A new study finds women with early stage breast cancer who undergo breast conserving surgery do just as well and perhaps better in terms of survival than those who have their entire breast removed.
Researchers at Duke University Medical Center studied more than 100,000 women diagnosed with stage one or stage two breast cancer.
The women were followed for nine years.
Researchers found those treated with a lumpectomy and radiation were 19 percent less likely to die than those who had a mastectomy, regardless of their age or cancer type.
In a lumpectomy, the tumor and part of the surrounding tissue are removed. In a mastectomy, the entire breast is removed.
According to Dr. Isabelle Bedrosian with MD Anderson Cancer Center, the study gives more options to those patients who have a choice.
"The key finding here is that the women who have lumpectomy radiation have excellent outcomes and are in no way compromised compared to women who have a mastectomy," she said.
Irena Chang was diagnosed with stage one breast cancer in 2011. She opted for a mastectomy.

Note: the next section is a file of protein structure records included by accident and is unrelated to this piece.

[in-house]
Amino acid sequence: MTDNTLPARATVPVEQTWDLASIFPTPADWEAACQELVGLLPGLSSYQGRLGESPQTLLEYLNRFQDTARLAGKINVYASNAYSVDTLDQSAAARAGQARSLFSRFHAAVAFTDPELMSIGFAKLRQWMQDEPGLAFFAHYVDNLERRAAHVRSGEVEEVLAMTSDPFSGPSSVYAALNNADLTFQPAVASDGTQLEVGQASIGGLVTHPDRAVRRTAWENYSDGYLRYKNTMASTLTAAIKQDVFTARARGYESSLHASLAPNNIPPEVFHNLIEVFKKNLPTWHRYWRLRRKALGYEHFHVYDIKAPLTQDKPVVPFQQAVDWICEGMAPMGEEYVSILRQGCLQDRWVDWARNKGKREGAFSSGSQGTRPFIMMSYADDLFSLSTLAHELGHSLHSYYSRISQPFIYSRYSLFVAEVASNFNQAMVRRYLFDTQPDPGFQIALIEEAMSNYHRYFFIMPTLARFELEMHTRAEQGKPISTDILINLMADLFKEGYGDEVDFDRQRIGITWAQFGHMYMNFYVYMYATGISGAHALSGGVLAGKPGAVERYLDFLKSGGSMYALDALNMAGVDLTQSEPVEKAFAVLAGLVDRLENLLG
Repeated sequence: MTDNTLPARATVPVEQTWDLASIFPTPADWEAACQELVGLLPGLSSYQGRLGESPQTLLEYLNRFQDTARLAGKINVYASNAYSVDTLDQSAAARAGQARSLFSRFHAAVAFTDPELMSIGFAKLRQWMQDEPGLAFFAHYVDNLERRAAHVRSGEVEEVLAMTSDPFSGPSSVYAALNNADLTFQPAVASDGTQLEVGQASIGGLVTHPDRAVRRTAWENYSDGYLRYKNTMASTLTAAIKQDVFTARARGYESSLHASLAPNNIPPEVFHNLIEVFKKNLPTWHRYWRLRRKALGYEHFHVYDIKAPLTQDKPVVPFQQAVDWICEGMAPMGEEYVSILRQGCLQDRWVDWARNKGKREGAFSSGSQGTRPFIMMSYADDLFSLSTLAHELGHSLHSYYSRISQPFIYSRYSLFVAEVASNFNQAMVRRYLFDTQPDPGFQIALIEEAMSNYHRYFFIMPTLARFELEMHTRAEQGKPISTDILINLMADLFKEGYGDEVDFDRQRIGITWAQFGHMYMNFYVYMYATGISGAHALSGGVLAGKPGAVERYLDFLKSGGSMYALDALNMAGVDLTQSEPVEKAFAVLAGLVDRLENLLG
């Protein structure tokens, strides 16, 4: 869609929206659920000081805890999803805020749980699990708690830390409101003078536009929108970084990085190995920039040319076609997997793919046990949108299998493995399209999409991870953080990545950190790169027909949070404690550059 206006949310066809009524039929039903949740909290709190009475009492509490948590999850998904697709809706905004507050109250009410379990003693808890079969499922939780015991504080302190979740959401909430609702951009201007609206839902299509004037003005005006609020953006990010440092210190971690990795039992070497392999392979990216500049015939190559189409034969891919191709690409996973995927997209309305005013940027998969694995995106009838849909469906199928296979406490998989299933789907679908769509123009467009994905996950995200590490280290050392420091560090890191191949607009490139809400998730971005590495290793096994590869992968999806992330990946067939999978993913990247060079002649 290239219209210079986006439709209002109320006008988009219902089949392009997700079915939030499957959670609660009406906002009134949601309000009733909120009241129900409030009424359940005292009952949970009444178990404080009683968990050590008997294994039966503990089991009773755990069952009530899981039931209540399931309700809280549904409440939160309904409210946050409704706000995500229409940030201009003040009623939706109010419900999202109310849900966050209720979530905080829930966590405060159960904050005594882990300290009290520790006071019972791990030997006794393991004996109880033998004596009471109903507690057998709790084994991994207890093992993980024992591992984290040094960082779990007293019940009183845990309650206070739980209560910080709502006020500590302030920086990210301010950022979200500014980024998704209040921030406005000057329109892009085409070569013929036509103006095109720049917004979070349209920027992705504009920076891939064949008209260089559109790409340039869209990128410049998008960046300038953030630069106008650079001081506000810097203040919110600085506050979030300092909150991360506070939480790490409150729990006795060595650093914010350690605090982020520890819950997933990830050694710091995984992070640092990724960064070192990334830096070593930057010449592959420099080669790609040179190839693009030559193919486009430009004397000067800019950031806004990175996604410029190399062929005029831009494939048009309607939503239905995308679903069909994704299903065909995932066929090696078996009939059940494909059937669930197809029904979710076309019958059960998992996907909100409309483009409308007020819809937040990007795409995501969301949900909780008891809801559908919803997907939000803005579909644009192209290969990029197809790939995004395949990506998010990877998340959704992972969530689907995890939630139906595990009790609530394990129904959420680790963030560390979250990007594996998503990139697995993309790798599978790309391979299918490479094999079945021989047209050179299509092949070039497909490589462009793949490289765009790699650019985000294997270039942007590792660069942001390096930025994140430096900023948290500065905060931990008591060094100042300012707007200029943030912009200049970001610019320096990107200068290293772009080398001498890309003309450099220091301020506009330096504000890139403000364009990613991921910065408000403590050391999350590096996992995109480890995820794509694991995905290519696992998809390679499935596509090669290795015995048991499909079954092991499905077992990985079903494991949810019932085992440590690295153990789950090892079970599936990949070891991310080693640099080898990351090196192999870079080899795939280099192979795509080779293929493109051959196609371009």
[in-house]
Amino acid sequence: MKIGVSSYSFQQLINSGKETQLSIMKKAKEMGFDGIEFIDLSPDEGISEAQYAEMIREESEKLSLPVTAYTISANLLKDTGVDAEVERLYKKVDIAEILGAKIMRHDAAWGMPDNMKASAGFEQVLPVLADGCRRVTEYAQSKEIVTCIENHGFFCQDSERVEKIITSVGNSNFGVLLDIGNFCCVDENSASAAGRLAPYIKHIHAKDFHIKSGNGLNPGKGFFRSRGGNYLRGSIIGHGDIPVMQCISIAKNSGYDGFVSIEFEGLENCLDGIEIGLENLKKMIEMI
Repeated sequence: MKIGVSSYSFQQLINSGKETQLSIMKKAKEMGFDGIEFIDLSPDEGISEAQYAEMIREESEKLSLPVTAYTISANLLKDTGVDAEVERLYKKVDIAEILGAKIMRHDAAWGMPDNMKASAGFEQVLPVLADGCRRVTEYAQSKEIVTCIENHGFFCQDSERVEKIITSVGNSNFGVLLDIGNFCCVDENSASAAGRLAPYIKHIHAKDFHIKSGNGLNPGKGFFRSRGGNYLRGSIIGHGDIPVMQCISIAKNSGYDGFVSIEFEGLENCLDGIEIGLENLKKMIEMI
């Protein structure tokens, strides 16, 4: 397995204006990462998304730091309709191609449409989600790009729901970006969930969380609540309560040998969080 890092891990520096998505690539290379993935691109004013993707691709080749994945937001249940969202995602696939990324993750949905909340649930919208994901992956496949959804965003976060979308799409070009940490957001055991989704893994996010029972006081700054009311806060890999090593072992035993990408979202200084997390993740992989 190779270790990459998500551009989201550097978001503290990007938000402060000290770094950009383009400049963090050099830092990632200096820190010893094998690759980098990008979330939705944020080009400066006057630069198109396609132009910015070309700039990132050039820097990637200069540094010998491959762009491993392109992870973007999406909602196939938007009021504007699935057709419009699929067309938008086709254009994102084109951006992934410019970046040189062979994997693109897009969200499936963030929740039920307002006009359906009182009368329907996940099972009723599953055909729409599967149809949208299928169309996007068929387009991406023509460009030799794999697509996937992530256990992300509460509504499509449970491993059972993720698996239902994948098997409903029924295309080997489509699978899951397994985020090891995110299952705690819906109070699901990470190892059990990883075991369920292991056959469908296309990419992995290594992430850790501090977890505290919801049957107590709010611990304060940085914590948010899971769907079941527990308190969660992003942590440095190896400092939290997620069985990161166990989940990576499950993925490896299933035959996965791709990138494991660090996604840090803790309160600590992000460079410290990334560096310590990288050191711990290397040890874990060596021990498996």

"I chose mastectomy over lumpectomy because it would reduce my chances of re-occurrence, it provided a better cosmetic outcome and it helped me to avoid unnecessary radiation that is associated with a lumpectomy," Chang said.
Even with the new study findings, Chang said she wouldn't choose for a different treatment.
"I feel like it was the best decision for me," she said.
Bedrosian agreed that a lumpectomy isn't for everyone.
"Not every women is a good candidate for this, but for those who do have the choice, they are trying to decided between the two options. I think they should be reassured choosing one option over the other is not going to negatively influence their outcome," she said.
Experts caution the apparent survival benefit might have been linked to differences in the two patient groups, including access to health care.